- Global Gateway: https://ec.europa.eu/info/strategy/priorities-2019-2024/stronger-europe-world/global-gateway_en
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- Manuel da Costa Cabral
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- Sivasubramanian Muthusamy
- Manuel Costa Cabral
- Charles Martinet
- Fotjon Kosta
- Delphine Bernet-Travert, IRG Secretary General
- David Ringrose, Head of Division, Connectivity and Digital Transition. European External Action Service (EEAS)
- Filipe Batista, Foreign Affairs and Development Office Director, ANACOM, Portugal
- Valter Nordh, NORDUnet CEO
- Eka Kubusidze, Head of Communications, Information and Modern Technologies Department, Ministry of Economy and Sustainable Development of Georgia
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- Tomas Lamanauskas, Managing Partner of Envision Associates
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>> TOMAS LAMANAUSKAS: I think we may start. One minute passed. We will assume that everyone is here. Hello, everyone, from different parts of Europe and the world and great to be here, at least virtually. So always A great place. And congrats to those who are there.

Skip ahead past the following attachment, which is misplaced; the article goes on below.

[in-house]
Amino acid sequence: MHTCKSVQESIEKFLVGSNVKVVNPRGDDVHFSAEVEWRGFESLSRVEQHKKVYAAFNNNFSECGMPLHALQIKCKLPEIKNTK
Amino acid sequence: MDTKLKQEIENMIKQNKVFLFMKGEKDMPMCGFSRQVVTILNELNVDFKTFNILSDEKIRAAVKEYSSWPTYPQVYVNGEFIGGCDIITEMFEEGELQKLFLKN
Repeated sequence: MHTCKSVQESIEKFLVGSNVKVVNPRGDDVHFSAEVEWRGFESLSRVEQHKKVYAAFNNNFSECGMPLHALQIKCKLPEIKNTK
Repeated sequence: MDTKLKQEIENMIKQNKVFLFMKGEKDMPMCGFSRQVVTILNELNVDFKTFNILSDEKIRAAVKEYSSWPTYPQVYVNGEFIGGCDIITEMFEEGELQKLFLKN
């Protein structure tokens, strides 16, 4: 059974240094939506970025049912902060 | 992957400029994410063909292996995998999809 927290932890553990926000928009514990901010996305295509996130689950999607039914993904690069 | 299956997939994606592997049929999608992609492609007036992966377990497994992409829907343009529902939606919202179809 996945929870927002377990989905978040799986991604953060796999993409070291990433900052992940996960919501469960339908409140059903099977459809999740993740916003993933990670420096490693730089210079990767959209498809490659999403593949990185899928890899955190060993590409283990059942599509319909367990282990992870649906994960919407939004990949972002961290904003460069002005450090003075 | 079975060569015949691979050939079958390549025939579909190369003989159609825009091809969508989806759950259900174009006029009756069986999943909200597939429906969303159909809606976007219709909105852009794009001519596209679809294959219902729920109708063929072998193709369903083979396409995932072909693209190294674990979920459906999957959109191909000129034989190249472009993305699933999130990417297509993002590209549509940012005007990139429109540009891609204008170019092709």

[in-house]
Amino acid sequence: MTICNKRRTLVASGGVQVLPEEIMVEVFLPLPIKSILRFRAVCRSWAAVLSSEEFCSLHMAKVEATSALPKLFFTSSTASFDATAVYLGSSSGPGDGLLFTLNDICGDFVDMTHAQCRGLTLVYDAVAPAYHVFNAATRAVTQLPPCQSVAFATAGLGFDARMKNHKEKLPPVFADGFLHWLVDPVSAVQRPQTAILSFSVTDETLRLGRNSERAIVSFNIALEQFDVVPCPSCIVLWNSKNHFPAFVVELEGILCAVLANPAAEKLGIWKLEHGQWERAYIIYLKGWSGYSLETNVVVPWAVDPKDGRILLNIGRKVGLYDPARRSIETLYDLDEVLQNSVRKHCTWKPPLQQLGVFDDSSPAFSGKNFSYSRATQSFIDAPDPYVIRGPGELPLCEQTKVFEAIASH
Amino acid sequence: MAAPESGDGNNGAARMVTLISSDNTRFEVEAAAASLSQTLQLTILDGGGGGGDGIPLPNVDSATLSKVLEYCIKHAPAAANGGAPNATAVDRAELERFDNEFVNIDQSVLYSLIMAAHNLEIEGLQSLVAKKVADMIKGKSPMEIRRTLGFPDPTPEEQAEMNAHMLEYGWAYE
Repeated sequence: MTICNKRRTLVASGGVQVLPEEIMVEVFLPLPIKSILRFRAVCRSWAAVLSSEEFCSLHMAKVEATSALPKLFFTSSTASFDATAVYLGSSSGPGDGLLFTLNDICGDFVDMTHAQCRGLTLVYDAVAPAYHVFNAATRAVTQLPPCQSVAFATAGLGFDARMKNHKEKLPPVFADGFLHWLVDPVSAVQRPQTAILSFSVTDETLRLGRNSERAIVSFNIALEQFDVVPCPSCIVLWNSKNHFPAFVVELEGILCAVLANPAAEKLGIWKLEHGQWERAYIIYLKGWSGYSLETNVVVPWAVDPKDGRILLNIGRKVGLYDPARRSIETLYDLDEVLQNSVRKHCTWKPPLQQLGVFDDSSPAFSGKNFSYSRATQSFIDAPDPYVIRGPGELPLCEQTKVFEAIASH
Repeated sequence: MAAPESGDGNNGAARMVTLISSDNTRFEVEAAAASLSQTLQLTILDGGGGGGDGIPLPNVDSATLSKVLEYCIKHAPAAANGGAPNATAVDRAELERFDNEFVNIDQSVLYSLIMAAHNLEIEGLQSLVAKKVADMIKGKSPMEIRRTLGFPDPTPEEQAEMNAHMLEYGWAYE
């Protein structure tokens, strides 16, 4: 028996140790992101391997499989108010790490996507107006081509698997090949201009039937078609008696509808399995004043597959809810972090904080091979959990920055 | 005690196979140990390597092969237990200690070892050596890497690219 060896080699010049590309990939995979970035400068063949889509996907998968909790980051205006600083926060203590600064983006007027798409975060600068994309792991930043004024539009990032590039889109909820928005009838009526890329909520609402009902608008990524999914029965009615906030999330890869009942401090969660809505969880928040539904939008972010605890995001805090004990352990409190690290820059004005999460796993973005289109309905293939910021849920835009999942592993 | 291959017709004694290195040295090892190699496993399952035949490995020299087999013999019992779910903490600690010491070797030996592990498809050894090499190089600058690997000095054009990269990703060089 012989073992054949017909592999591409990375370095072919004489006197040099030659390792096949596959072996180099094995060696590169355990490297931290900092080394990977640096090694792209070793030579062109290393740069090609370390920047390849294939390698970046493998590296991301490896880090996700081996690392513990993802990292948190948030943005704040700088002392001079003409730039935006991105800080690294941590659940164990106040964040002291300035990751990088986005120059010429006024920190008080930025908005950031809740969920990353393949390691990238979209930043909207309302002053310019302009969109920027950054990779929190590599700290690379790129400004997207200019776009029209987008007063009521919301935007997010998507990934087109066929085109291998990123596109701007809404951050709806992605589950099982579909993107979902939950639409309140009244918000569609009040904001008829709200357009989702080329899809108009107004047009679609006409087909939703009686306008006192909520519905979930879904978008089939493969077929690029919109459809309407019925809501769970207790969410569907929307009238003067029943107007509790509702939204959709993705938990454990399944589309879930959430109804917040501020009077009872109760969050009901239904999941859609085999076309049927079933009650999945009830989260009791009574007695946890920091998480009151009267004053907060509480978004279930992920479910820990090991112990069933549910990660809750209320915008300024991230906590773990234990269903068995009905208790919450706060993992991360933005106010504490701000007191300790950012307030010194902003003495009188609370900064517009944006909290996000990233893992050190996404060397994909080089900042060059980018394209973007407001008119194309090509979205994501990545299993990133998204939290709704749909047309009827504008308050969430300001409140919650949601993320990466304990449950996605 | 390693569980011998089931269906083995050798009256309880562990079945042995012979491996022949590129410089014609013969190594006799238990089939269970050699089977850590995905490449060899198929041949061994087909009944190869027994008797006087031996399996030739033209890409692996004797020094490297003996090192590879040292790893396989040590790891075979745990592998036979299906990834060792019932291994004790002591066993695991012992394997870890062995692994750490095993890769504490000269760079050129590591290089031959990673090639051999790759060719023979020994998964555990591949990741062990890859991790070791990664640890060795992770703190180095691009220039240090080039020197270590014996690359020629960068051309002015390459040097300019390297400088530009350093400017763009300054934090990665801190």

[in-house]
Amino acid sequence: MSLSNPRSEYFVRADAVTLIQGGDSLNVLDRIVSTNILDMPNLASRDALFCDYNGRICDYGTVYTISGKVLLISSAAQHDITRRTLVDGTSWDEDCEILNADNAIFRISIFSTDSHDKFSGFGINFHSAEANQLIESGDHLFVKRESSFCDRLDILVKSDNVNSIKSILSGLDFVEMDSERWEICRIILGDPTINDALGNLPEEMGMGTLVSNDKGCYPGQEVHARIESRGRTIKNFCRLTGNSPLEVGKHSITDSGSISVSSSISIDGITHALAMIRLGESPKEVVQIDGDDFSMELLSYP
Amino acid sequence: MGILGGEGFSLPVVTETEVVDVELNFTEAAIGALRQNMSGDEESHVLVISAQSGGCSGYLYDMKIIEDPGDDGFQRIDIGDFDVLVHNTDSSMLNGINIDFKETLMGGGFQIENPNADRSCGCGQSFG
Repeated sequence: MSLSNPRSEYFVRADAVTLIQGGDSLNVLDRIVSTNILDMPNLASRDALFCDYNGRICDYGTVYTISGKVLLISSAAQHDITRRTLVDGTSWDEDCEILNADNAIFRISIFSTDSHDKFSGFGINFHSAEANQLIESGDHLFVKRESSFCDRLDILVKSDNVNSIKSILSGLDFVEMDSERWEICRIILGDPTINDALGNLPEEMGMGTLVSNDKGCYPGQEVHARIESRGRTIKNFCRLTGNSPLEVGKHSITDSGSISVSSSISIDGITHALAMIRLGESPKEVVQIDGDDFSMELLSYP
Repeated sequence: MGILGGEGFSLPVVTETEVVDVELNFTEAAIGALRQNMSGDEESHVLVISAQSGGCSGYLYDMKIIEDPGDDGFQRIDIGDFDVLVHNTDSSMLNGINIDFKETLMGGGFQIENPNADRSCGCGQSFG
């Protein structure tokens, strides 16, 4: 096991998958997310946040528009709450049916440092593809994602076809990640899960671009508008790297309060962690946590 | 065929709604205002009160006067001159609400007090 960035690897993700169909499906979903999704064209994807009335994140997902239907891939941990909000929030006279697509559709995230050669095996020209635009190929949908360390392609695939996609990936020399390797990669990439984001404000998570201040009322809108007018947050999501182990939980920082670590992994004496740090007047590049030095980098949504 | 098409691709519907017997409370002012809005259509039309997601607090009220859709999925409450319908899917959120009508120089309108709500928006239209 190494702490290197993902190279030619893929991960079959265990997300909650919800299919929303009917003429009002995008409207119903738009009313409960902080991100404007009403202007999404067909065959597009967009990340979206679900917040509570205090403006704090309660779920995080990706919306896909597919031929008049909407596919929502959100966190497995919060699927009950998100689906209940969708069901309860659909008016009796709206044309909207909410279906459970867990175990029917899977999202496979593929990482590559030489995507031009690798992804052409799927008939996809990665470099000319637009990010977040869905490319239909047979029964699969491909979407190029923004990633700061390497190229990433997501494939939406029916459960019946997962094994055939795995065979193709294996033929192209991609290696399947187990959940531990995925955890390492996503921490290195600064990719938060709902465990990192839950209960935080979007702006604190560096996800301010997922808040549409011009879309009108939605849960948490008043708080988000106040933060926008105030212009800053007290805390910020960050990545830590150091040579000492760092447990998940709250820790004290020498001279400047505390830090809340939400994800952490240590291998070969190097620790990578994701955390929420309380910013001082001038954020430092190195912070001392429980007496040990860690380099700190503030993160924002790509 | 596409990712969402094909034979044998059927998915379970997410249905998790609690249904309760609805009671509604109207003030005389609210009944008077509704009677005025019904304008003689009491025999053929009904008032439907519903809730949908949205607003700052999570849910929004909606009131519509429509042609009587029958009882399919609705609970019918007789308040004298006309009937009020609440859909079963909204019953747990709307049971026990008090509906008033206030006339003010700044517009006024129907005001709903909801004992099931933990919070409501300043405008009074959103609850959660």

Today we will explore the theme of international connectivity and European digital autonomy and sovereignty. So how to strengthen this, what it is. Whether we are connecting to others, strengthen it. We weaken this. And whether the specific actions that the European Union as such, including European acceleration service as well as different national authorities are doing. And also countries, you know, countries – other countries in Europe as well.
So I have a very great – we have a great panel to explore this topic with. I will quickly introduce everyone here. We have Delphine Bernet-Travert. She is the Secretary-General of the Independent Regulators Group. This group unites National Regulatory Authorities in Europe. And I have a bit of a sentiment to this group. That’s probably my first Forum where we participated internationally 20 years ago. And maybe predating European regulators’ group and dating BEREC and continuing strong until now. Welcome and we will hear from you.